Allegations that the Armed Forces, being in a suspension of operation with certain groups, have been inciting such clashes, is also being talked about widely.

It should be noted here that in both cases the two sides took pains at the earliest for a sanely cessation of fire, thereby doing away with any of the initial Might is Right-ish approach.

Indeed, had it not been for such willing restraint, the crisis could have snowballed into raw bloodbaths, because there were powerful groups involved in the tussle.

Conflict solution is about this willingness to budge from one’s extreme pole position toward a middle path—the basis for accommodative solution. How willing we are shows the democratic ethos in our psyche, and this is vital in our quest of the common good.

As somebody rightly said about marriage, “Many a marriage could be saved if both spouses realized they were on the same side.” Similarly warring groups in the state ought to realize they are one the same side.

*       *       *

According to the National Family Health Survey III brought out by the Union Ministry of Health and Family Welfare, the rate of employment among married women in Manipur is the second highest in the country with 65%, after Arunachal Pradesh (76%). Does this mean women in Manipur are an empowered lot? Don’t be misled.

Empowerment is a multi-dimensional process that occurs within sociological, psychological, economic and political spheres and at various levels. Economic independence is only a fraction of this process.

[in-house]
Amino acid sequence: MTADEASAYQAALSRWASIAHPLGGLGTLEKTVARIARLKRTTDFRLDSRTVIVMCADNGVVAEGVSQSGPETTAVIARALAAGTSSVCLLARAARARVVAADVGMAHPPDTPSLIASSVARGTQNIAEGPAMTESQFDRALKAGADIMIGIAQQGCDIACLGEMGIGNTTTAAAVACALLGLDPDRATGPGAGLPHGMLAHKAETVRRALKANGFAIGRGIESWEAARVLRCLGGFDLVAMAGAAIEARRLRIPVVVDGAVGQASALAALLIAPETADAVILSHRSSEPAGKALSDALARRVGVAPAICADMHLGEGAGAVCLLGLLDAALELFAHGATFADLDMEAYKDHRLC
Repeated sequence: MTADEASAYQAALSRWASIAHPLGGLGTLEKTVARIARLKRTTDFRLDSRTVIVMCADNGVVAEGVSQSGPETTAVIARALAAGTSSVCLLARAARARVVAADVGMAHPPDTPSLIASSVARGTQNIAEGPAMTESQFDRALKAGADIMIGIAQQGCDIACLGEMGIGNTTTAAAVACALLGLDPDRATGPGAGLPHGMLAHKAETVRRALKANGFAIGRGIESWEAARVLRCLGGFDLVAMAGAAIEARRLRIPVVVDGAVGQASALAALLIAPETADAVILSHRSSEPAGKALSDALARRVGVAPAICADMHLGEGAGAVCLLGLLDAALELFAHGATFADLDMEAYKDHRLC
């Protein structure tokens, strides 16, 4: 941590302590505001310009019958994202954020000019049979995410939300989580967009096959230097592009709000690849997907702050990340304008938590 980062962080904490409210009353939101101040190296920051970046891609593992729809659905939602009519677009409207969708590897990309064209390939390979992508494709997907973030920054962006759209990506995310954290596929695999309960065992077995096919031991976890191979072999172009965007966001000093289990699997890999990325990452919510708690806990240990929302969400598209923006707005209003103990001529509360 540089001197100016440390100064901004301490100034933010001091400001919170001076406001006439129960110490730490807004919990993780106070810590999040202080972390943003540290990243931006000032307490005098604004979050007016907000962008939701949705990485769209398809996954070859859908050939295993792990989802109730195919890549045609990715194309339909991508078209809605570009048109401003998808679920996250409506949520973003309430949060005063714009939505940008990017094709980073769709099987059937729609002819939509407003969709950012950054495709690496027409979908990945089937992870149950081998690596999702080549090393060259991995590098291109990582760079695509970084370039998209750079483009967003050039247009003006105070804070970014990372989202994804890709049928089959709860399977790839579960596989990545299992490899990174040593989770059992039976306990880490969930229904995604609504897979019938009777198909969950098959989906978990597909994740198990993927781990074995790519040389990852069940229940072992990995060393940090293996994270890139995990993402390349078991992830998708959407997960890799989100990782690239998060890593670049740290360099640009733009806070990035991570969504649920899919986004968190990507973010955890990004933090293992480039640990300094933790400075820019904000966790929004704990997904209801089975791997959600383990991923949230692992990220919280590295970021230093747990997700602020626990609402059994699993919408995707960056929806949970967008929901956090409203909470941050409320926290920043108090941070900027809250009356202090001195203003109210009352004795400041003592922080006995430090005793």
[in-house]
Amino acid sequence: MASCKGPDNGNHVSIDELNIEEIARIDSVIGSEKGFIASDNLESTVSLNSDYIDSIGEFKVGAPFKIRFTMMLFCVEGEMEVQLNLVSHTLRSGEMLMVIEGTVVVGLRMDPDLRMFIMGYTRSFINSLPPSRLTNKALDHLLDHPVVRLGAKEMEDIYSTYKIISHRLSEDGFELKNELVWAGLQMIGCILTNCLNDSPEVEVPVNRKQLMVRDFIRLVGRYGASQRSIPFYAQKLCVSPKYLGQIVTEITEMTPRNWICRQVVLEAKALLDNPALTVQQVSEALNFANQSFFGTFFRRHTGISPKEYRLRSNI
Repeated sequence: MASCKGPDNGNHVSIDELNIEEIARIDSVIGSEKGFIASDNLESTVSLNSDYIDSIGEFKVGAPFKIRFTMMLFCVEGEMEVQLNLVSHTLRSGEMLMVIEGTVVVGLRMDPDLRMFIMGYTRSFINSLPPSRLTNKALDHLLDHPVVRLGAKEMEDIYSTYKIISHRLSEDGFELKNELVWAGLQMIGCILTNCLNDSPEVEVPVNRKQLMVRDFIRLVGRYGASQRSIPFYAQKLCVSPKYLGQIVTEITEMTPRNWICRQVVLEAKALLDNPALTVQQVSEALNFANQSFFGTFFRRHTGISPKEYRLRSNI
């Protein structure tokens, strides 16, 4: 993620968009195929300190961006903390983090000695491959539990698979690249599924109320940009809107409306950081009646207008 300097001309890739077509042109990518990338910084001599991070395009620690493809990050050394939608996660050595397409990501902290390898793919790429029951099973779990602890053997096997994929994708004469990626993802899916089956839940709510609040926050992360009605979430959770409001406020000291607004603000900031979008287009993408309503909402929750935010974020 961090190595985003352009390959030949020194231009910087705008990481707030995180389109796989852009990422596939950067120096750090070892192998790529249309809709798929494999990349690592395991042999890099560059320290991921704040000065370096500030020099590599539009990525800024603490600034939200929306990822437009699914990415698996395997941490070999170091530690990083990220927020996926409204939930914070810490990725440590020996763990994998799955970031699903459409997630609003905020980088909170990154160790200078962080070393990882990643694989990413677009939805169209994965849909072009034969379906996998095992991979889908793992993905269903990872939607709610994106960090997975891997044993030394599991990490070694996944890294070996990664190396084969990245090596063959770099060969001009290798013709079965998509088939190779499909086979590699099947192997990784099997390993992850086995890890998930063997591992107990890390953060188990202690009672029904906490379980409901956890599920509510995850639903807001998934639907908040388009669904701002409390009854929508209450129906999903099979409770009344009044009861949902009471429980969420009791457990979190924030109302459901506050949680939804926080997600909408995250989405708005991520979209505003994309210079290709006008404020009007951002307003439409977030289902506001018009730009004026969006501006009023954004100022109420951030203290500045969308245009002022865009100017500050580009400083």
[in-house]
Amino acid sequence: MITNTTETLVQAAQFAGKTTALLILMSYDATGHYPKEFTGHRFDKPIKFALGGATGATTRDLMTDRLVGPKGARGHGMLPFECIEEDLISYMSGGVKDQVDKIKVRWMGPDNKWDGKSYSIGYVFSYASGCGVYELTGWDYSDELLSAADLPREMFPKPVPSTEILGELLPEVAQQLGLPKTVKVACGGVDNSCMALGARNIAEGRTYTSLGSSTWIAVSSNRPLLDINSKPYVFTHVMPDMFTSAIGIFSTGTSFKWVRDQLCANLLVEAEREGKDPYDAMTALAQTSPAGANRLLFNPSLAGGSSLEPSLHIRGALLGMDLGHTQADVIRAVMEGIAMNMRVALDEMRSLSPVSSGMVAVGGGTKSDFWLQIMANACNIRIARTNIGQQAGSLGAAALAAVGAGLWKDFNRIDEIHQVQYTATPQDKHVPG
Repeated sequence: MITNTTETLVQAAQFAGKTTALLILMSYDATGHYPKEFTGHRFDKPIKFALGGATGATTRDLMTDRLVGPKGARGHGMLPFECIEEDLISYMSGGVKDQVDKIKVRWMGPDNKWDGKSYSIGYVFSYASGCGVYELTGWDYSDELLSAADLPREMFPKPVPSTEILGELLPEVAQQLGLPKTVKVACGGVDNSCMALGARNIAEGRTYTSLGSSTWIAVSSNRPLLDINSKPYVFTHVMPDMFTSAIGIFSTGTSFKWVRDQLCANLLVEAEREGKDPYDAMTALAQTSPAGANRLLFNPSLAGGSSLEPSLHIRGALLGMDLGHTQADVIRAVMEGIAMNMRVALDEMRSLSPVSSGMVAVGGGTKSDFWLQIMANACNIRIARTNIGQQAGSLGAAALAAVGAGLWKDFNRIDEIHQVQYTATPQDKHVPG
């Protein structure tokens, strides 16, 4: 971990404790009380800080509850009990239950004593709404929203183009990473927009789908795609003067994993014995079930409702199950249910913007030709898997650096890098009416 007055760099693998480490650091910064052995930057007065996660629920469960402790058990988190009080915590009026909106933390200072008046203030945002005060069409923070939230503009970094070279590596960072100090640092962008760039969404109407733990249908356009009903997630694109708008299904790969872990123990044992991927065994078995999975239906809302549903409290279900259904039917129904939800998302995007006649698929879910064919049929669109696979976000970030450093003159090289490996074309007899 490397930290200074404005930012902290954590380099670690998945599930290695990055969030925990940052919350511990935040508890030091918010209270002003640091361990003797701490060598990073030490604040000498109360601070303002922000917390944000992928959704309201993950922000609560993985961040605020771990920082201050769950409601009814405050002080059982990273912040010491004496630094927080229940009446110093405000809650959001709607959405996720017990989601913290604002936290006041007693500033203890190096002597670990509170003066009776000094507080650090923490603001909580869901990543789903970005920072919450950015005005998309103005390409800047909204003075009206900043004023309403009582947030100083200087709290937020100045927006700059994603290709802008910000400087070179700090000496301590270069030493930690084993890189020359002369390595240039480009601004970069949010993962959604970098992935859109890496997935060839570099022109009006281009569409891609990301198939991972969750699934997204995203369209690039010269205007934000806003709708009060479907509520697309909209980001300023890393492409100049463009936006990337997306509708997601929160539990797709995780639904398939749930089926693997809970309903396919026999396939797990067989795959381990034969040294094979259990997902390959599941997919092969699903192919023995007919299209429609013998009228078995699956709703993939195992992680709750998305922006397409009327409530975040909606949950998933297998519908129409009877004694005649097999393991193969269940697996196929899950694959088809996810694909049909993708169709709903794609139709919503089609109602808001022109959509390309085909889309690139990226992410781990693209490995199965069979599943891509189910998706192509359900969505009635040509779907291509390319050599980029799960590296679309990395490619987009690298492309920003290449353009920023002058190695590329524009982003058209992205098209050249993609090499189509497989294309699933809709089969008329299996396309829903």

The same statistics say that the rate of domestic violence among married women in Manipur is the fourth highest with 43.7%, after Bihar (59%), Rajasthan (46%), and Madhya Pradesh (45%), as against the national average of 35%.

Rise of consumerism is cited as one of the major factors behind this type of violence, as are alcoholism, illiteracy, and poverty. Protection of Women from Domestic Violence Act, 2005, is yet to be made aware of, let alone practical implementation.

Also, women’s participation in the decision making process is almost negligible in Manipur.

*       *       *

Twice in the year, the Press in Imphal was forced to go off the stands. It was a sorry episode, especially when many of the other states were enacting laws to ensure unfettered enjoyment of the Right to Information.

In a conflict-ridden state like Manipur, militants no doubt are a big threat to Press freedom. Funnily, militants themselves say the same thing and they occasionally take vows not to meddle with the Press.

The bigger threat, however, remains the government.

*       *       *

“Is there anything called students’ loans in Manipur?” somebody asked in a letter to the editor of a local English newspaper.
The answer is, students’ loans do exist but with a catch.

According to sources, bank officials in Manipur make it really tough for students who wish to avail of loans, because in Manipur only 15-20% of all loan-takers repay their debts, and so it has been assumed that students are a dead-investment. The officials’ tools of toughness include a series of conditions and criteria that a student has to pass through before he or she gets anything.

In case anyone feels it is high time many of our bright students were propped-up with financial backing in their efforts to acquire cutting-edge touches, dismantling bank barriers would entail the active services of such students’ organizations as AMSU, DESAM, MSF, et al.

*       *       *

Roger Waters’ psychedelic treat at the Bandra-Kurla Complex in Mumbai was the city’s most delicious offering in 2007. Waters rendered a memorable number, Leaving Beirut, in which he explained with visible sentiment how an Arab family once rescued him from a road breakdown in Beirut. He wanted to convey the message that those kind and hospitable people were not really the type who would mean harm to others.